When we allow God to give us a quest mentality, His presence fully redeems our past and restores our happily every after with Him.
Our new puppy ate a piece of my Disney puzzle. My daughter, Kylie, and I immediately threw the entire puzzle away. Puzzle piece number 376 with shades of blue for the immense skyline wasn’t even a vital piece to the storyline. Belle was intact along with the Beast and Mrs. Potts, but I couldn’t bring myself to invest in a story that I knew would ultimately be incomplete. Kylie agreed.
I am always looking for lessons in my mishaps, so I began to second-guess my decision to throw out the puzzle. I mentally and spiritually beat myself up feeling like I missed yet another opportunity to “enjoy the journey” or to “be present in the process”. Why can’t I just enjoy the act of fitting a piece to another piece, one by one? Why was I more concerned about finishing the puzzle rather than spending time with Kylie? I am a task-oriented person by nature and a bit hard on myself, so I tend to think God is constantly trying to slow me down to smell the roses, even if there is a gaping hole in the sky above Belle’s rose. This time I felt God was nudging me beyond my familiar definition of “journey”. I asked my husband if he would have thrown the puzzle away if the dog chewed a single piece, and he said, “Yes! I don’t want to spend my time looking for a piece that isn’t there!” My thoughts exactly.
With my new-found time, I dove into a new Bible study by Beth Moore, and God found a way to tell me to lighten up by showing me the difference between a journey and a quest.
Beth Moore writes,
You are created for an intimate relationship with Jesus, a journey with curves, mysteries you can’t quite explain, and – yes – questions. In Scripture, life as a journey is one of the most familiar motifs you will find. From Genesis to Revelation, there is always motion. We see it particularly in the Gospels when Jesus called His first disciples by saying “Follow Me.” The life of faith is a journey. (2018, p.8)
This description of faith as a journey was familiar to me, and honestly, I had to battle overfamiliarity to press on.
Beth Moore continued,
As believers, we are on a journey. That part is compulsory. But how you approach your journey? That’s voluntary. We can sleepwalk through it, missing the whole point. We can moan and complain, kick and scream and act like we’re being dragged to heaven only because it’s better than hell. Or we can take a big courageous breath and decide to take this thing on as a quest. And then we become hikers and adventurers, believers on a quest with Jesus. (2018, p.8)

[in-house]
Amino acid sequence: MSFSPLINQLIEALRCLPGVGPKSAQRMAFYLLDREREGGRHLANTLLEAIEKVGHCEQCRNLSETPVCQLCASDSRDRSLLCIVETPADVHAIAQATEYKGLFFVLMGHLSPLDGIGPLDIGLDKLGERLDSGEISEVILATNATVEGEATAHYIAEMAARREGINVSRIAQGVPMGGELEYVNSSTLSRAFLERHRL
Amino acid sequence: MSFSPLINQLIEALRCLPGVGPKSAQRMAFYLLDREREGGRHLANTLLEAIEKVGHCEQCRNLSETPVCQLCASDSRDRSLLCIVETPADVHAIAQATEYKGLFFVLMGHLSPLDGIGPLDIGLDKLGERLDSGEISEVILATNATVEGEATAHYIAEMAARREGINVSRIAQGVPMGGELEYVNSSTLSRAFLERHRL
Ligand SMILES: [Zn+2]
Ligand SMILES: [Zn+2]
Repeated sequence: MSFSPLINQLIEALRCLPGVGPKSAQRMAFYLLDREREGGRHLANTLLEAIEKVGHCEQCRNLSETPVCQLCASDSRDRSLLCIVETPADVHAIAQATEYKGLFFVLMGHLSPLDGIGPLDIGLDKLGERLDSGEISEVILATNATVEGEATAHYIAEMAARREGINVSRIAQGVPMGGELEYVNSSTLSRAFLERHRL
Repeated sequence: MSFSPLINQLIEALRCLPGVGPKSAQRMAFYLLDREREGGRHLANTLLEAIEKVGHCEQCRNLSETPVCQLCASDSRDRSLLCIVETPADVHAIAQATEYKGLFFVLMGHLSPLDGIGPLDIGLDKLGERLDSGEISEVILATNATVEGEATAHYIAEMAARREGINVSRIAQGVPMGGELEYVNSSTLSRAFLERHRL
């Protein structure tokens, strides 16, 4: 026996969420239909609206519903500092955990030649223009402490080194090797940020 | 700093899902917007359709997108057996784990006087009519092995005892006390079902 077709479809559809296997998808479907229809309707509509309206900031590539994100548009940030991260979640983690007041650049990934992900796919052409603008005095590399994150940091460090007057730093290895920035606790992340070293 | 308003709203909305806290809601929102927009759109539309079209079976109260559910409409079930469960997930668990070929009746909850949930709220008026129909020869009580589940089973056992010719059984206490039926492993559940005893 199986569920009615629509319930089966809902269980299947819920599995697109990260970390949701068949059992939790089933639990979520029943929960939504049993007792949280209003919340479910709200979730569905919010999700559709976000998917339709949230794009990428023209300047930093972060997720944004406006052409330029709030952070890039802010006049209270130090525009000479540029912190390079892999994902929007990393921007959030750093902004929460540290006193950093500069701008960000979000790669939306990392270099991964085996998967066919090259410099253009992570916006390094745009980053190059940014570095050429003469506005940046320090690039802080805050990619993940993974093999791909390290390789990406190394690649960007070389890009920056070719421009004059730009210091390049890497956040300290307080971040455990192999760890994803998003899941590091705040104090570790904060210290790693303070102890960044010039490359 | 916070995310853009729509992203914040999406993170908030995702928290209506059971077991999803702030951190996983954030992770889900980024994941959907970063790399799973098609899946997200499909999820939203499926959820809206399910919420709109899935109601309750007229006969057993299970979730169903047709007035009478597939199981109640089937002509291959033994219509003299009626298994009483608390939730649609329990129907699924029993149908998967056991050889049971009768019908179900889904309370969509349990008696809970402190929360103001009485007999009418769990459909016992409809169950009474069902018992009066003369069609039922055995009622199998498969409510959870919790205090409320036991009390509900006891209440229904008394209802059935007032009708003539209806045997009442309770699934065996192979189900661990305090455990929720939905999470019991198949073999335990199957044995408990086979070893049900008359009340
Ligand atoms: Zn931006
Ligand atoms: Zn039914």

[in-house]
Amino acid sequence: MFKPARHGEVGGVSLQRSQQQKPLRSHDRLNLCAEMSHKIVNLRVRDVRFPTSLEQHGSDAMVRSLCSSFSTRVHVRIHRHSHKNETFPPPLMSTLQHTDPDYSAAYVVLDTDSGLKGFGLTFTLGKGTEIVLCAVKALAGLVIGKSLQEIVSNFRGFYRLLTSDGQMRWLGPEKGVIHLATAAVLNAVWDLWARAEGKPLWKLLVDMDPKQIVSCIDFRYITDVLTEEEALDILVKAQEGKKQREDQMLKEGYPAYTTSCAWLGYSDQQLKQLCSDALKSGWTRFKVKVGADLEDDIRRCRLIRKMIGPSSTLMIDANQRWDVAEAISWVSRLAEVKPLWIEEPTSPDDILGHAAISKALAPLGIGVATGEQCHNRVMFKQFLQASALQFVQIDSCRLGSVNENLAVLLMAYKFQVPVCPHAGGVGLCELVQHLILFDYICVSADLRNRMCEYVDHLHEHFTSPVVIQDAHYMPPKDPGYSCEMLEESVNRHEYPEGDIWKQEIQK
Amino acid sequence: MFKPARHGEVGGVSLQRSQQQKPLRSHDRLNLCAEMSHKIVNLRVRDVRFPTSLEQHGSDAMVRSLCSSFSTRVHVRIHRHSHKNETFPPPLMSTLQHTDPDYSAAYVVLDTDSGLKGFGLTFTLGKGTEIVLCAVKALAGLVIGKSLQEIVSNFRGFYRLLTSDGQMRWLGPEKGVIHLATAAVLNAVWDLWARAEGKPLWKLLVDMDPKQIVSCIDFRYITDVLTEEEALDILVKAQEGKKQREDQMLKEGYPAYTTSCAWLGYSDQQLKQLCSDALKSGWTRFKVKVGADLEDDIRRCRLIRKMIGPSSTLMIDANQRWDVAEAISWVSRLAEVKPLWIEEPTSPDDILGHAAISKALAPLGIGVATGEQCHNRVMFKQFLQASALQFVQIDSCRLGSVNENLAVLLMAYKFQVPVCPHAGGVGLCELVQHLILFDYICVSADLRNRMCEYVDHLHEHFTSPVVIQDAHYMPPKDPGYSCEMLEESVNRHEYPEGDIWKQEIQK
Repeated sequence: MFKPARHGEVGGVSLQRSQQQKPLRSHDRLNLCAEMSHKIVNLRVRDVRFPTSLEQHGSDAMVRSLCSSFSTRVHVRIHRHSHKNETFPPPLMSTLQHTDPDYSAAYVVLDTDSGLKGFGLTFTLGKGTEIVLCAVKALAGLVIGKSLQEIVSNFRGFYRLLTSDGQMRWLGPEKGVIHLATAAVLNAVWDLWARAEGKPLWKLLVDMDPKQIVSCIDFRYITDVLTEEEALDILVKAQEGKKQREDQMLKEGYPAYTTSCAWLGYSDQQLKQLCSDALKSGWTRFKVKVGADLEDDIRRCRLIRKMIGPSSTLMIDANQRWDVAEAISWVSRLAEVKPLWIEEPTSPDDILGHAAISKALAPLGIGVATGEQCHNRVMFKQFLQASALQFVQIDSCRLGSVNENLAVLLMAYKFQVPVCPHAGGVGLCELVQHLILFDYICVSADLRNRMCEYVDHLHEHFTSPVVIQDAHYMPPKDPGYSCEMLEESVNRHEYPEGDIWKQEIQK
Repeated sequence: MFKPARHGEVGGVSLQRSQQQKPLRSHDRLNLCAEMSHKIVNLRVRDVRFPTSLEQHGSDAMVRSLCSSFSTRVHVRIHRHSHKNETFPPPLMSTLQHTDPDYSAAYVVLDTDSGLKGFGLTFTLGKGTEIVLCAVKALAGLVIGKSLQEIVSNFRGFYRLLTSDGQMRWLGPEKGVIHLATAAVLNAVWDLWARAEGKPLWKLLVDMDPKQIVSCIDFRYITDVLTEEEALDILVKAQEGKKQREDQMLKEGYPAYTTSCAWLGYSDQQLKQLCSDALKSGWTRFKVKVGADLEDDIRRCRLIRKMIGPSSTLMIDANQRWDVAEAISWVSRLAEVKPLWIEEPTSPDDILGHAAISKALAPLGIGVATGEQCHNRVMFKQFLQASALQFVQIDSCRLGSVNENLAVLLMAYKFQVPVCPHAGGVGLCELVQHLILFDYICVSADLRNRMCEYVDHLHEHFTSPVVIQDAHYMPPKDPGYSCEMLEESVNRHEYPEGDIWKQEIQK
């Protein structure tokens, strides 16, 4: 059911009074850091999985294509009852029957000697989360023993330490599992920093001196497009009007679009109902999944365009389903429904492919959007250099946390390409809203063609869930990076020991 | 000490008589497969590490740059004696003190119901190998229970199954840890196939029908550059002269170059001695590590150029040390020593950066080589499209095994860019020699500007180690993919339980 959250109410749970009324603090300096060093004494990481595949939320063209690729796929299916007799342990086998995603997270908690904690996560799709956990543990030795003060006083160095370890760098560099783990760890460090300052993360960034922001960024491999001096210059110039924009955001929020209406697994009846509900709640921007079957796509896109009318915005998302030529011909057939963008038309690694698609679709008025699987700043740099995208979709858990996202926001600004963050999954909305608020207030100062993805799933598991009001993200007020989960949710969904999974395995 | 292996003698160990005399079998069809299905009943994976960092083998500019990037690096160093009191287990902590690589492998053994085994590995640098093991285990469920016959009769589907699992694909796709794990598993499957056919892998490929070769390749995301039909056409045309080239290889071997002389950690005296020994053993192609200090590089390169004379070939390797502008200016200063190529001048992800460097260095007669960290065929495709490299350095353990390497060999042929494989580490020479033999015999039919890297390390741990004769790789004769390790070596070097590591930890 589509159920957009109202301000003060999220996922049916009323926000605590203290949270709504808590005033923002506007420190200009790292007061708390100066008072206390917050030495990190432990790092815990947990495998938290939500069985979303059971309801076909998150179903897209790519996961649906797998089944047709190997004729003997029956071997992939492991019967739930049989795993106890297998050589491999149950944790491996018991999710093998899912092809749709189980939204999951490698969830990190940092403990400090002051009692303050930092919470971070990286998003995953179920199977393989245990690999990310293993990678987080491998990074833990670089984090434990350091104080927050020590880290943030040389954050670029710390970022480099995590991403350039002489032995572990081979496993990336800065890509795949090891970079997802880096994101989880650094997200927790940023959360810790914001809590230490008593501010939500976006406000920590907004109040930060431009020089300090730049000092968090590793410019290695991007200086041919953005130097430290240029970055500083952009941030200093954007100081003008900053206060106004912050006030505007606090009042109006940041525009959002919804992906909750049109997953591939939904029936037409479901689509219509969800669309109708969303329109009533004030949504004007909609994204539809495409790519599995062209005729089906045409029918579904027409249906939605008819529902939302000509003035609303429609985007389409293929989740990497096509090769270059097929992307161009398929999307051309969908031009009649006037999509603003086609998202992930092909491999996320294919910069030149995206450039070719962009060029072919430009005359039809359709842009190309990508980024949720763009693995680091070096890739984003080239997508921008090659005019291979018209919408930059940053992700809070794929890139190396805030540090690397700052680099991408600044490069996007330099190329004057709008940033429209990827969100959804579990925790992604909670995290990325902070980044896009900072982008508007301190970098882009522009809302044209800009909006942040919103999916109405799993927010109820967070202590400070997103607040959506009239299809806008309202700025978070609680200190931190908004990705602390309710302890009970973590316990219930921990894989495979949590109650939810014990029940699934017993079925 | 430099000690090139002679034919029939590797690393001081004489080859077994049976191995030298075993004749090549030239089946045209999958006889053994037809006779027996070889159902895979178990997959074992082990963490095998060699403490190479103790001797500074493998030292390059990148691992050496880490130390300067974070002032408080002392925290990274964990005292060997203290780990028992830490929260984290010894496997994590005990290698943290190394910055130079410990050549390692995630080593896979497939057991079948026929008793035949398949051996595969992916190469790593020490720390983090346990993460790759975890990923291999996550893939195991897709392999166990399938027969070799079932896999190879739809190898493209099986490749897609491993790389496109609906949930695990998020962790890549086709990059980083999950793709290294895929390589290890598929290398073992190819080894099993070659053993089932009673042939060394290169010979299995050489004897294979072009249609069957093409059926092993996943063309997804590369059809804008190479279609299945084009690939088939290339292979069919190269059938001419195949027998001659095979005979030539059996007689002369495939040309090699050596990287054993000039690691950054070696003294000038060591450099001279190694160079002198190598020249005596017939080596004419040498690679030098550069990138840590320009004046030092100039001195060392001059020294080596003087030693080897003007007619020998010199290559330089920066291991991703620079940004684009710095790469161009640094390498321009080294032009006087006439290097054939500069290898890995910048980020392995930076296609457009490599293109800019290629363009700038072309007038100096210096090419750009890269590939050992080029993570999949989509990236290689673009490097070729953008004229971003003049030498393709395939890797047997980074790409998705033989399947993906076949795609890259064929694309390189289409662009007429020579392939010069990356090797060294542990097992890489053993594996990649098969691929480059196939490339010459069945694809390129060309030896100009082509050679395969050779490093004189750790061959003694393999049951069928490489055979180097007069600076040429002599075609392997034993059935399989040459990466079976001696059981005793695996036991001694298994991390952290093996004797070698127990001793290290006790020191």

I leaned in to listen and then discovered the power of words. A journey is defined as an act of traveling from one place to another. A quest is defined as a long, arduous search for something, much like looking for a missing puzzle piece. With a simple change in vocabulary and a shift in perspective, God adjusted my self-inflicted fear of missing the “enjoyment of the journey” into a holy fear of spending my life constructing an incomplete tapestry He never intended for me to weave. I realized that I was concentrating on making my storyline complete instead of becoming complete in Christ as I go.
Psalm 84: 5-7 says:
“Blessed are those who dwell in your house; they are ever praising you. Blessed are those whose strength is in you, whose hearts are set on pilgrimage. As they pass through the Valley of Baka, they make it a place of springs; the autumn rains also cover it with pools. They go from strength to strength, till each appears before God in Zion.” (NIV)
It is devastating to have a piece of your life chewed up and spit out when you have faithfully built a fairytale with all the patience, love, and strength you could muster. One of my soggy, misfit puzzle pieces would be the loss of my dad when I was 14 years old. This loss disrupted my happy story and stole the joy and hope of working on a complete and happy ever after. I am not sure what you would consider your missing or chewed up puzzle piece to be, but I do know that when we allow God to give us a quest mentality, His presence fully redeems our past and restores our happily ever after with Him.
To be on a quest to know Jesus Christ and to really know who you are and who you are in Christ, you have to spend time with Him. When we accept a quest to know who Jesus is and to understand the depth of His character, what we first perceive to be the missing and vital pieces to our life will fit perfectly in the story God has been creating since the beginning of time. As believers “whose hearts are set on pilgrimage”, we go from “strength to strength” in a restored relationship with Jesus Christ, and He receives the glory. (Psalm 84)
Kylie and I tried a few more times to complete a Disney puzzle. Cinderella and her Prince ended up in the garbage thanks to a persistent yellow lab, and out of all the enchanting princesses and characters we attempted to piece together, the Seven Dwarfs ended up earning their place on my wall, glued and framed. I’m ok with looking at cute little dwarfs rather than an enchanting princess. They remind me that I was never meant to be the main character in the story anyway. I am confident of my ever after, and God’s story is really not all about me.
“Hi ho, Hi ho…” It’s off on a quest I go. Won’t you join me?
Moore, B. (2018). The Quest: Daring to know the heart of God. Nashville, TN: LifeWay Press.